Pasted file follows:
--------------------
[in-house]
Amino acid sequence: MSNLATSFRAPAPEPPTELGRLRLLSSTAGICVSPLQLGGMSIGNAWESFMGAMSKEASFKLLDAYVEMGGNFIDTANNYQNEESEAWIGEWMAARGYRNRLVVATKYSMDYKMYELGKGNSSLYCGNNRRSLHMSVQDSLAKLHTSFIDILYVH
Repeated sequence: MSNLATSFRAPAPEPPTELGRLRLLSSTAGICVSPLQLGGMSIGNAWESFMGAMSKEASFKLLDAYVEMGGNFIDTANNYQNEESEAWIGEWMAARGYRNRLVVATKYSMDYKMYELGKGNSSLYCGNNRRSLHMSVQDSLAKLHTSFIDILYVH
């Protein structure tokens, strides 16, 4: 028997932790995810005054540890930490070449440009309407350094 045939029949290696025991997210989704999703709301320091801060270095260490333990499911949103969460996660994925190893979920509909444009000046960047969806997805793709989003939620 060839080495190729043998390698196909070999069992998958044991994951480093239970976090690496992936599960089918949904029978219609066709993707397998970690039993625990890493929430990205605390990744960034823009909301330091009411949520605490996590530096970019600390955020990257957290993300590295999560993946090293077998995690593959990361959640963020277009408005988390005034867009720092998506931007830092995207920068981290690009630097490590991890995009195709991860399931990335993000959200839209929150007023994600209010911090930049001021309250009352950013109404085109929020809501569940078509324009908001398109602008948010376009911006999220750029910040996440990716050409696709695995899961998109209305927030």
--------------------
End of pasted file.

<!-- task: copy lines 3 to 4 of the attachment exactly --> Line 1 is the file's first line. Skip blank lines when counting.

Repeated sequence: MSNLATSFRAPAPEPPTELGRLRLLSSTAGICVSPLQLGGMSIGNAWESFMGAMSKEASFKLLDAYVEMGGNFIDTANNYQNEESEAWIGEWMAARGYRNRLVVATKYSMDYKMYELGKGNSSLYCGNNRRSLHMSVQDSLAKLHTSFIDILYVH
């Protein structure tokens, strides 16, 4: 028997932790995810005054540890930490070449440009309407350094 045939029949290696025991997210989704999703709301320091801060270095260490333990499911949103969460996660994925190893979920509909444009000046960047969806997805793709989003939620 060839080495190729043998390698196909070999069992998958044991994951480093239970976090690496992936599960089918949904029978219609066709993707397998970690039993625990890493929430990205605390990744960034823009909301330091009411949520605490996590530096970019600390955020990257957290993300590295999560993946090293077998995690593959990361959640963020277009408005988390005034867009720092998506931007830092995207920068981290690009630097490590991890995009195709991860399931990335993000959200839209929150007023994600209010911090930049001021309250009352950013109404085109929020809501569940078509324009908001398109602008948010376009911006999220750029910040996440990716050409696709695995899961998109209305927030």